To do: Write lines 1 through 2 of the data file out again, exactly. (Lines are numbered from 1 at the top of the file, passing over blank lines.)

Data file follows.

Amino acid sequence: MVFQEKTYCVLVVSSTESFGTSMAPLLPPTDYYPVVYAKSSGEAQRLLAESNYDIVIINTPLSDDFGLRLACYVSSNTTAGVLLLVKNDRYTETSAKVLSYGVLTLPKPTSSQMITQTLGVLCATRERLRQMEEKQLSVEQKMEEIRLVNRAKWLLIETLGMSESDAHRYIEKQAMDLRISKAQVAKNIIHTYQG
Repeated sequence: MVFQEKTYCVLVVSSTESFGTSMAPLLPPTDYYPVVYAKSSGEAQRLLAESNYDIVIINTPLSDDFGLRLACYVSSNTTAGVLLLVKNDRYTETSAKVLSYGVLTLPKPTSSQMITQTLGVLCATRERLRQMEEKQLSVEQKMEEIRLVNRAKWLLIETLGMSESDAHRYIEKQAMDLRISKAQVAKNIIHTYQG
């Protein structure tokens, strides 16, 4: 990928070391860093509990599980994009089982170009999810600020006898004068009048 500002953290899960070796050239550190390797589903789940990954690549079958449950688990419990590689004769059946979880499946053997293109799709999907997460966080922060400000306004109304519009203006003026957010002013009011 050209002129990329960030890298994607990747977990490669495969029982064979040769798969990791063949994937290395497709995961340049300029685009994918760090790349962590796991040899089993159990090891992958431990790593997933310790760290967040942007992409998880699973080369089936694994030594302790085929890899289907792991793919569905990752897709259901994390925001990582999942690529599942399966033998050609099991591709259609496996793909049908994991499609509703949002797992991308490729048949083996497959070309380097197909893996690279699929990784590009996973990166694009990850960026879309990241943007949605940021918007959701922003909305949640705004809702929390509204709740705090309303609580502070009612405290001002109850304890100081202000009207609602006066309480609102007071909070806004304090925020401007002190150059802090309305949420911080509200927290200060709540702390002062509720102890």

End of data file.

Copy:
Amino acid sequence: MVFQEKTYCVLVVSSTESFGTSMAPLLPPTDYYPVVYAKSSGEAQRLLAESNYDIVIINTPLSDDFGLRLACYVSSNTTAGVLLLVKNDRYTETSAKVLSYGVLTLPKPTSSQMITQTLGVLCATRERLRQMEEKQLSVEQKMEEIRLVNRAKWLLIETLGMSESDAHRYIEKQAMDLRISKAQVAKNIIHTYQG
Repeated sequence: MVFQEKTYCVLVVSSTESFGTSMAPLLPPTDYYPVVYAKSSGEAQRLLAESNYDIVIINTPLSDDFGLRLACYVSSNTTAGVLLLVKNDRYTETSAKVLSYGVLTLPKPTSSQMITQTLGVLCATRERLRQMEEKQLSVEQKMEEIRLVNRAKWLLIETLGMSESDAHRYIEKQAMDLRISKAQVAKNIIHTYQG